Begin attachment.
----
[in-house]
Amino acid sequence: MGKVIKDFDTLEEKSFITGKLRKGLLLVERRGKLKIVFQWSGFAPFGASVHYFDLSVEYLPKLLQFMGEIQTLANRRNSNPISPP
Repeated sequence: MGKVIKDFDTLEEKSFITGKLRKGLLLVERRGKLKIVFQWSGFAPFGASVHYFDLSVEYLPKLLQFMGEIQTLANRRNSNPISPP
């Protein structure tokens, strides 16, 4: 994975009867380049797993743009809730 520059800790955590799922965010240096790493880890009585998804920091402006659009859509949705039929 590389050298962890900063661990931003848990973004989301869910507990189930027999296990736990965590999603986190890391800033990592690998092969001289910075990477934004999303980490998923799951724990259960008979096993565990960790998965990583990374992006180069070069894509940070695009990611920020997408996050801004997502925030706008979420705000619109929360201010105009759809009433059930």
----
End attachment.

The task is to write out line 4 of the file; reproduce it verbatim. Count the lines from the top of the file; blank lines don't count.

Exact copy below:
């Protein structure tokens, strides 16, 4: 994975009867380049797993743009809730 520059800790955590799922965010240096790493880890009585998804920091402006659009859509949705039929 590389050298962890900063661990931003848990973004989301869910507990189930027999296990736990965590999603986190890391800033990592690998092969001289910075990477934004999303980490998923799951724990259960008979096993565990960790998965990583990374992006180069070069894509940070695009990611920020997408996050801004997502925030706008979420705000619109929360201010105009759809009433059930």